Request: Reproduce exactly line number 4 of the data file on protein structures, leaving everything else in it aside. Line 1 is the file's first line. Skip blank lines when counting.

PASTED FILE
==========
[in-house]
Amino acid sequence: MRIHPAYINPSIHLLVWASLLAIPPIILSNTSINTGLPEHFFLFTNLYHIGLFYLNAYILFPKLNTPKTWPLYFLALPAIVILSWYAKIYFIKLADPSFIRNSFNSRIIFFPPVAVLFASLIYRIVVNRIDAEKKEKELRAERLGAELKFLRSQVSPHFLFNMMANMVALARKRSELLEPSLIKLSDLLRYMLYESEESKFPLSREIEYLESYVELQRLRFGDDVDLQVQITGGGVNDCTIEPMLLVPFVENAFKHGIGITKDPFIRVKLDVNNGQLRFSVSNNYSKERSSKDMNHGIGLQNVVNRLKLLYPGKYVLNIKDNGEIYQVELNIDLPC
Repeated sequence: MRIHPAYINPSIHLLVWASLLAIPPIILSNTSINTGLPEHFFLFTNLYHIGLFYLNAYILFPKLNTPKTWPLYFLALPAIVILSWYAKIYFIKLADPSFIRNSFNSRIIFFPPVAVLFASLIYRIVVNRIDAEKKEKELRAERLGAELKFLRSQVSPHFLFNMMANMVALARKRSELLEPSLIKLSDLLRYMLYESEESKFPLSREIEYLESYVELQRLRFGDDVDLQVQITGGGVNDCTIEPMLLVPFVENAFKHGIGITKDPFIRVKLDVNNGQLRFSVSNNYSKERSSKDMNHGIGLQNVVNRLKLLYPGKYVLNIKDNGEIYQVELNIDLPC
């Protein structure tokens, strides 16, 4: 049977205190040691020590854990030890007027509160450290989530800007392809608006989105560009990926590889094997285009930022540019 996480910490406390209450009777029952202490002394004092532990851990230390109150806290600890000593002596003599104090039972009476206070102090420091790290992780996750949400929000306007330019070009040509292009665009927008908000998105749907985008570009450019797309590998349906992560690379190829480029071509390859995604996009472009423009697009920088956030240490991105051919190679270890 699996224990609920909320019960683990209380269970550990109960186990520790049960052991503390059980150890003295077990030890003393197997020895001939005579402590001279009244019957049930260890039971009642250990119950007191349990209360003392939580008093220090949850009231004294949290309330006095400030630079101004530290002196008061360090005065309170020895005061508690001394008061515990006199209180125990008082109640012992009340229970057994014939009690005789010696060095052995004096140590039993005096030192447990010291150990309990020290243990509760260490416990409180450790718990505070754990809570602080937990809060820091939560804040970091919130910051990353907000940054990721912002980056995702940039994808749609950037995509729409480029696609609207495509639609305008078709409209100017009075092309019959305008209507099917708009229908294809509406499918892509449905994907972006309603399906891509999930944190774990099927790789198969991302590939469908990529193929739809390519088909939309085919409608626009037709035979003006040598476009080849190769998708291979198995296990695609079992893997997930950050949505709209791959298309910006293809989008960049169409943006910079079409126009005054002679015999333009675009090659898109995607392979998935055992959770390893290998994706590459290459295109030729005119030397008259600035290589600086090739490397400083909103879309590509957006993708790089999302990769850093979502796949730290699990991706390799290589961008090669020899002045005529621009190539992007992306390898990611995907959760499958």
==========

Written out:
């Protein structure tokens, strides 16, 4: 049977205190040691020590854990030890007027509160450290989530800007392809608006989105560009990926590889094997285009930022540019 996480910490406390209450009777029952202490002394004092532990851990230390109150806290600890000593002596003599104090039972009476206070102090420091790290992780996750949400929000306007330019070009040509292009665009927008908000998105749907985008570009450019797309590998349906992560690379190829480029071509390859995604996009472009423009697009920088956030240490991105051919190679270890 699996224990609920909320019960683990209380269970550990109960186990520790049960052991503390059980150890003295077990030890003393197997020895001939005579402590001279009244019957049930260890039971009642250990119950007191349990209360003392939580008093220090949850009231004294949290309330006095400030630079101004530290002196008061360090005065309170020895005061508690001394008061515990006199209180125990008082109640012992009340229970057994014939009690005789010696060095052995004096140590039993005096030192447990010291150990309990020290243990509760260490416990409180450790718990505070754990809570602080937990809060820091939560804040970091919130910051990353907000940054990721912002980056995702940039994808749609950037995509729409480029696609609207495509639609305008078709409209100017009075092309019959305008209507099917708009229908294809509406499918892509449905994907972006309603399906891509999930944190774990099927790789198969991302590939469908990529193929739809390519088909939309085919409608626009037709035979003006040598476009080849190769998708291979198995296990695609079992893997997930950050949505709209791959298309910006293809989008960049169409943006910079079409126009005054002679015999333009675009090659898109995607392979998935055992959770390893290998994706590459290459295109030729005119030397008259600035290589600086090739490397400083909103879309590509957006993708790089999302990769850093979502796949730290699990991706390799290589961008090669020899002045005529621009190539992007992306390898990611995907959760499958």